Now no flashbulbs flashed as he walked still another dust-blown, night-time Main Street in some godforsaken town, in its own way just one more boil on the fat backside of indulgence, a lazy, going-nowhere/seen-nothing grouping of weatherworn buildings and choked-up autos clustered around an obligatory general store and wooden-floored bar…with maybe a railroad track where no trains stopped any more thrown in for good measure.
Now no microphones were jammed between his mouth and some under- or overcooked indigenous delicacy as he continued his quest even through physical replenishment. Sometimes the questions had been more rewarding than the food. But the answers he gave were always the same, and the novelty had plain worn off.
Beatrice, Nebraska. A small, slow, company town lacerated by railroad tracks and gripped for eleven months of the year by permafrost or heat wave.
This was where he had started and, now, this was where it all ended. It was the latest—and, MacDonald now believed, the last—stop on this particular tour. Eleven months in the wilderness was enough for any man: Even Moses only spent forty days, for Crissakes.
Whitman’s America had come to a dead-end on the shores of the Pacific and, like the land itself, rolled lazily down to the waterline seeing only oblivion. MacDonald was tired. Tired of honky-tonk bars where he would search through a maze of good ol’ boys and raunchy women, rubbing against tattoos and beer bellies, straining to see and hear through cigarette smile and jukebox rhythms, carrying home with him the secondhand, hybrid musk of sweat and cheap perfume; tired of the revivalist espresso houses in the Village, where he would search through intense poets and poetesses, all wearing only dark colors and frowns, the de rigeur uniform. They, like him, searching, always searching.
He pushed the plate forward on the table, the meal unfinished. It had been a bean-bedecked and fat-congealed mush that maybe could have passed for gumbo if he’d been about 1,500 miles to the southwest. He wiped his mouth across a napkin from a pile on the corner of the bar, their edges yellowed with age, and noted the faded photograph of a town square with picket fences that wouldn’t have been out of place in an Archie comic book or a Rockwell painting. He’d walked through that town square—in reality, little more than a pause for breath between developments in what was merely a typical Nebraskan suburb—to get to the bar in which he was now sitting. There had been no sign of the picket fence.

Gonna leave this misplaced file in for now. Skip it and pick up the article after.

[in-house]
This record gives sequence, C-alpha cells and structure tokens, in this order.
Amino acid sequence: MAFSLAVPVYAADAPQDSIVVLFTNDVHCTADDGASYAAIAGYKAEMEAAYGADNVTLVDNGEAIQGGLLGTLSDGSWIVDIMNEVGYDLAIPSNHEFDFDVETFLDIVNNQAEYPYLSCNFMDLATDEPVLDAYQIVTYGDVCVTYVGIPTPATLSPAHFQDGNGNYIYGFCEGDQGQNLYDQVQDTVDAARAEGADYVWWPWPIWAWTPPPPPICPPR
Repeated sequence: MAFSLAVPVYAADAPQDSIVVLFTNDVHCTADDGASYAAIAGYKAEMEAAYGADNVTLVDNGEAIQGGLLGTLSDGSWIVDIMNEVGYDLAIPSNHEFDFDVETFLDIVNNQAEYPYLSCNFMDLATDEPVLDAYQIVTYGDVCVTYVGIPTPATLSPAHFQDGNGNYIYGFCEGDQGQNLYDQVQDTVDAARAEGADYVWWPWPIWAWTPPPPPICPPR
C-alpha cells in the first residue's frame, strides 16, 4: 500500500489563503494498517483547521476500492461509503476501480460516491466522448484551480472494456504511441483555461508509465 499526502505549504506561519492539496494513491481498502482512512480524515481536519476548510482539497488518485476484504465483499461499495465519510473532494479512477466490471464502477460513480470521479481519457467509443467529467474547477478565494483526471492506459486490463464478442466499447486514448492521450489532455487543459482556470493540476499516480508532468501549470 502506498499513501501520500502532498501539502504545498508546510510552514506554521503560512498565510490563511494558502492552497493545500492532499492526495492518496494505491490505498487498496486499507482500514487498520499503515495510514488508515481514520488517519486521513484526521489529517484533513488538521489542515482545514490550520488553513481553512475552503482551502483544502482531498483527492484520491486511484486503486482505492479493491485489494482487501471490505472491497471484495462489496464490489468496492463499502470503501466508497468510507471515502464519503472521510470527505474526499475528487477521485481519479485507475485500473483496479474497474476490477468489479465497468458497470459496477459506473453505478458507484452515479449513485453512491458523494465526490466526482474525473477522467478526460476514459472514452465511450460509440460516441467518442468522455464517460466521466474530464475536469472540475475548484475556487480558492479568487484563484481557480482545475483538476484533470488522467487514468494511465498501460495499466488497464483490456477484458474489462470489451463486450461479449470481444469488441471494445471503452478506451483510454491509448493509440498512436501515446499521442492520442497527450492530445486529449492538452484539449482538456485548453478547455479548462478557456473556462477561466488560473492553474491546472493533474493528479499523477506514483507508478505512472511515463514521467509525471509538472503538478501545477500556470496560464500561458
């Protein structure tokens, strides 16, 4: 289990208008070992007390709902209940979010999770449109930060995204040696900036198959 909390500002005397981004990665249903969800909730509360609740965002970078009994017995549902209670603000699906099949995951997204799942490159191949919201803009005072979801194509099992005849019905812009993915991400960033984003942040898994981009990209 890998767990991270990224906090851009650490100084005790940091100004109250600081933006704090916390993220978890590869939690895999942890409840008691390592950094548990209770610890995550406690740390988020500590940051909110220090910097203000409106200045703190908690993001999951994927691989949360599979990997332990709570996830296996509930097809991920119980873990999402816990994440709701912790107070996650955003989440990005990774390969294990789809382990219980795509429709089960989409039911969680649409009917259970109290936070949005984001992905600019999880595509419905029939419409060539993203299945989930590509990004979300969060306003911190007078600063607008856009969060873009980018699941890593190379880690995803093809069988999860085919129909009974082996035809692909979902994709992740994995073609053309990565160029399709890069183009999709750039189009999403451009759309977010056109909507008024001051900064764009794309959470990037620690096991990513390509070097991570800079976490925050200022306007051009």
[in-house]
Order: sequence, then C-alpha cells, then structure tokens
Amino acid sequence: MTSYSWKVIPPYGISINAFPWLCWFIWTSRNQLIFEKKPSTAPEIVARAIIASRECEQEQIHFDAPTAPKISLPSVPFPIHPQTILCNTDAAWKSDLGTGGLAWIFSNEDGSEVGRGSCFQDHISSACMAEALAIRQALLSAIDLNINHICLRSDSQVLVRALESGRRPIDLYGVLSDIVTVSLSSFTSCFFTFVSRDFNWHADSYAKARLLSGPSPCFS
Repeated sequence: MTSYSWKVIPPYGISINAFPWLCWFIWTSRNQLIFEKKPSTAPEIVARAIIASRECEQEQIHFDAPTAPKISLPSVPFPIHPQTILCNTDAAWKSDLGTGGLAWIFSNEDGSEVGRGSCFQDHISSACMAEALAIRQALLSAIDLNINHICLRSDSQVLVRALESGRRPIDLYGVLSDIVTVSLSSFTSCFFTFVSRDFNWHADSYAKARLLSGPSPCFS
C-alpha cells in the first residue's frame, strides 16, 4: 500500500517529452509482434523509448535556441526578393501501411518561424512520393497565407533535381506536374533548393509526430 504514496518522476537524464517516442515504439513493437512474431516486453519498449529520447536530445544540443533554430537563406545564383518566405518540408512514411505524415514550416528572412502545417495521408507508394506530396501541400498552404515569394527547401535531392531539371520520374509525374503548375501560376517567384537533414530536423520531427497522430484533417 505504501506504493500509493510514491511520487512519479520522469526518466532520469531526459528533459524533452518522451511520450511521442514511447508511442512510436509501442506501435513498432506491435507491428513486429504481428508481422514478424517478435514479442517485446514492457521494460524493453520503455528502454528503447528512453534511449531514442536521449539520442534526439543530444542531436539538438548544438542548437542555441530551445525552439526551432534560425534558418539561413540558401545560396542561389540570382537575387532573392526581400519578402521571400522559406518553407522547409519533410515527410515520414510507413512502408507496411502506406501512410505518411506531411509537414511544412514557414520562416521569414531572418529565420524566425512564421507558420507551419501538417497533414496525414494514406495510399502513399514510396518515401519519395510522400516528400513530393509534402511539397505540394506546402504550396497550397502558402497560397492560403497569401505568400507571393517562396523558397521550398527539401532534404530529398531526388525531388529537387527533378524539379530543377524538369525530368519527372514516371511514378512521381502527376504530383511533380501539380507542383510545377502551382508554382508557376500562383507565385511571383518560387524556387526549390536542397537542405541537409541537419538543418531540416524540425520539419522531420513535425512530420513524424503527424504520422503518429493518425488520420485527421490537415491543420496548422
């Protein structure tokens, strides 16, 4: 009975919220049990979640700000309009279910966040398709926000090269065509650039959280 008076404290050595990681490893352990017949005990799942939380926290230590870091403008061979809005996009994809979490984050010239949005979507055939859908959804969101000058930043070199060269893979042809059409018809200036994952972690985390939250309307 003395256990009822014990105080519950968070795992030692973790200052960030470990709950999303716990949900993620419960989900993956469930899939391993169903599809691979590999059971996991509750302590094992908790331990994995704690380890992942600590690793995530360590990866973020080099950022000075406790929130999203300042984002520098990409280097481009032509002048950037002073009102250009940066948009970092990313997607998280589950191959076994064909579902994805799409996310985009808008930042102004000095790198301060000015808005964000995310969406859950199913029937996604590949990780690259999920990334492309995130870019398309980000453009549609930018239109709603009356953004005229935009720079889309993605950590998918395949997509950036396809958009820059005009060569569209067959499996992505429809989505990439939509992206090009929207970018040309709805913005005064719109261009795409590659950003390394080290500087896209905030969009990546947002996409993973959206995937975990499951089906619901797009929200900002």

Just like Rockwell himself, it was long gone. But he had seen from the swinging racks in the drugstore that Archie was still around, though his hair was longer now. Nothing stays the same forever. Maybe this town had been Rockwell once, but now it was Hopper, filled up with aimless people like Jack Rilla, the unfunny comedian, all living aimless lives, staring unsmiling out of seedy rooming house windows at the telegraph poles and their promise of distance.
Weldon Kees, where are you? he thought.
The bartender slouched over to him and lifted up the plate quizzically. ‘No good?’ he said, his jowls shaking to the movement of his mouth.
MacDonald frowned and shook his head, rubbing his stomach with both hands. ‘Au contraire,’ he said, effecting an English accent, ‘merely that you are too generous with your portions.’
The bartender narrowed his eyes. ‘Aw what?’
‘He said you gave him too much.’
MacDonald turned in the direction of the voice to see a man in his early forties chasing an olive around a highball glass with a tiny yellow, plastic sword. The man looked like a movie star from the late fifties/early sixties, like maybe Tony Curtis or someone like that. He wore a plaid sportscoat, oxford button-down with a red-and-green striped necktie, and black pants rucked up at the knees to preserve two of the sharpest creases MacDonald had ever seen. Covering his feet, which rested lazily on the rail of his stool, were a pair of heavily polished Scotch grain shoes and, within them, a pair of gaudy argyle socks. MacDonald’s eyes took it all in and then drifted back to the glass. There was no liquid in it. He hadn’t noticed the man before, but then he wouldn’t have. The bar was crowded to capacity, a good turnout for the amateur talent night promised on a rash of handbills pasted around the town.
The bartender nodded and, with another puzzled glance at MacDonald, he turned around and slid the plate across the serving hatch. ‘Empties!’ he shouted.
MacDonald swizzled the plastic palm tree in his club soda, twisted around on his seat and smiled. ‘Thanks. You want that freshened?’
The man turned to him and gave him a long, studied look, taking in MacDonald’s plain gray jacket and pants, green, soft-collared sport shirt buttoned all the way to the neck, and nodded. ‘Yeah, why not, thanks. Vodka martini. On the rocks. Thanks again.’
MacDonald raised his hand a few inches off the bar, and the bartender acknowledged with a short nod that looked more like a physical affliction.
‘You here for the competition?’
MacDonald took a long drink and put his own glass back onto the bar. ‘That’s right. You?’
‘In a way,’ he said. ‘But really only to enjoy the efforts of others. I’m actually a performer myself.’ The strange and self-knowing smile suggested hidden complexities in the statement.
MacDonald nodded and glanced at the stage, ignoring the opportunities to probe. At this stage of the journey he had had it with barroom confessions. Jack Rilla was telling a story about three men from different countries being sentenced to die…but being given a choice of the method of their execution. It was horrible.